4

I'm trying to calculate the new target for Block 32256, but I'm not getting the expected result. Here's what I did:

  1. Timestamp of the previous block (32255) = 1262152739
  2. Timestamp of block (32255 - 2015 = 30240) = 1261130161
  3. Diff: 1262152739 - 1261130161 = 1022578
  4. Note that there is no limit adjustment (1/2 weeks < 1022578 < 8 weeks)
  5. Current target (0x1d00ffff) = 26959535291011309493156476344723991336010898738574164086137773096960
  6. Multiply the difference with current target
    = 1022578 * 26959535291011309493156476344723991336010898738574164086137773096960
    = 27568227678811762838892963267635169612395352810293691562874591737943162880
  7. Divide by two weeks
    27568227678811762838892963267635169612395352810293691562874591737943162880 / 1209600
    = 22791193517536179595645637622052884930882401463536451358196587084939

From what I understand, this should be the new target for block 32256 and the following 2015 blocks. However, it isn't - the correct new target as given in blockexplorer is:

22791060871177364286867400663010583169263383106957897897309909286912

As you can see, my result was kind of in the ballpark, but not correct. What am I missing here?

Related questions:

3

The actual target (and thus difficulty) is determined by its compact 32-bit encoding.

After the computation you did above, you should round it to the nearest compactly-representable target (24-bit accuracy, multiple of 256). That is the target encoded inside blocks, and the one that matters.

0

as pieter says, you need to convert the target into its "bits" value, which is a 4 byte compressed value for the target. the following python code converts from your original value in (7) into the value given in blockexplorer.com:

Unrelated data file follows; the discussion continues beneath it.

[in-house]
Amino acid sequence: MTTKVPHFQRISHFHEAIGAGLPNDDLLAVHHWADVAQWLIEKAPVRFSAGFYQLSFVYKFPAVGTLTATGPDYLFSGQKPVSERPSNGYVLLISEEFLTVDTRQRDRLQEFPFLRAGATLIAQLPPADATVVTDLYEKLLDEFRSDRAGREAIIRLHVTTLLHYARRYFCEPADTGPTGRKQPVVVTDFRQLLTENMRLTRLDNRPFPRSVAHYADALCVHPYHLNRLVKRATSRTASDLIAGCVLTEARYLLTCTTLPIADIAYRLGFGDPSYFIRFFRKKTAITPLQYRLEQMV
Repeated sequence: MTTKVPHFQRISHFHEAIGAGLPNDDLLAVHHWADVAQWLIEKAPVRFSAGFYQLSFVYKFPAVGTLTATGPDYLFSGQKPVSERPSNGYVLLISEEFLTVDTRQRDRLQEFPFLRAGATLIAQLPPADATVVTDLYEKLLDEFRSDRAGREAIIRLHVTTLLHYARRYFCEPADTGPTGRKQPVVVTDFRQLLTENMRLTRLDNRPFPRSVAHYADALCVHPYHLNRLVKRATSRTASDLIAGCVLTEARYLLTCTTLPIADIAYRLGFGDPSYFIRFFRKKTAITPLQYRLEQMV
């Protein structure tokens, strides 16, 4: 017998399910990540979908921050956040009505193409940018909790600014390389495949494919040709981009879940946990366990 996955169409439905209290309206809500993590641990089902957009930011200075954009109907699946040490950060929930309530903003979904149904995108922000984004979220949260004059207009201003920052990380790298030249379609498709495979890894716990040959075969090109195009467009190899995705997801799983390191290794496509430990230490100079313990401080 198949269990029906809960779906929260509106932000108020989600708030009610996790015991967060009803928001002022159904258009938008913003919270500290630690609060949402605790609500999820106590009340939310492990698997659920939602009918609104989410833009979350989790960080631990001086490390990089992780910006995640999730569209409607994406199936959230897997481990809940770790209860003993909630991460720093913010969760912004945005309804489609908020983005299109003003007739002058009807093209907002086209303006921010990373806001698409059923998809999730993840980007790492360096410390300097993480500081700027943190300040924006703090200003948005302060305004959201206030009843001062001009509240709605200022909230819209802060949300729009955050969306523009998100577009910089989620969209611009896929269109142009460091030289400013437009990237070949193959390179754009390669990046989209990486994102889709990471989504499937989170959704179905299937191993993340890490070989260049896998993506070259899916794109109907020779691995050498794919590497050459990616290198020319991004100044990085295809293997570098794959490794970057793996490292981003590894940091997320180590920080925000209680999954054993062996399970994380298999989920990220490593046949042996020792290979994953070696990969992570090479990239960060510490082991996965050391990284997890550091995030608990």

import binascii

def target_int2bits(target):
    # comprehensive explanation here: bitcoin.stackexchange.com/a/2926/2116

    # get in base 256 as a hex string
    target_hex = int2hex(target)

    bits = "00" if (hex2int(target_hex[: 2]) > 127) else ""
    bits += target_hex # append
    bits = hex2bin(bits)
    length = int2bin(len(bits), 1)

    # the bits value could be zero (0x00) so make sure it is at least 3 bytes
    bits += hex2bin("0000")

    # the bits value could be bigger than 3 bytes, so cut it down to size
    bits = bits[: 3]

    return length + bits

def bits2target_int(bits_bytes):
    exp = bin2int(bits_bytes[: 1]) # exponent is the first byte
    mult = bin2int(bits_bytes[1:]) # multiplier is all but the first byte
    return mult * (2 ** (8 * (exp - 3)))

def int2hex(intval):
    hex_str = hex(intval)[2:]
    if hex_str[-1] == "L":
        hex_str = hex_str[: -1]
    if len(hex_str) % 2:
        hex_str = "0" + hex_str
    return hex_str

def hex2int(hex_str):
    return int(hex_str, 16)

def hex2bin(hex_str):
    return binascii.a2b_hex(hex_str)

def int2bin(val, pad_length = False):
    hexval = int2hex(val)
    if pad_length: # specified in bytes
        hexval = hexval.zfill(2 * pad_length)
    return hex2bin(hexval)

def bin2hex(binary):
    # convert raw binary data to a hex string. also accepts ascii chars (0 - 255)
    return binascii.b2a_hex(binary)

def bin2int(binary):
    return hex2int(bin2hex(binary))

>>> bits_bytes = target_int2bits(22791193517536179595645637622052884930882401463536451358196587084939)
>>> bin2hex(bits_bytes)
'1d00d86a'
>>> # this ^^ is the value in blockexplorer.com in brackets.
>>> # display the "bits" as an integer:
>>> bits2target_int(bits_bytes)
22791060871177364286867400663010583169263383106957897897309909286912L
>>> # this ^^ is the value at the end of your answer.
  • bin2int is not defined here. – Philippe Remy Jul 6 '17 at 1:54
  • @PhilippeRemy I have now added it – mulllhausen Jul 6 '17 at 9:09

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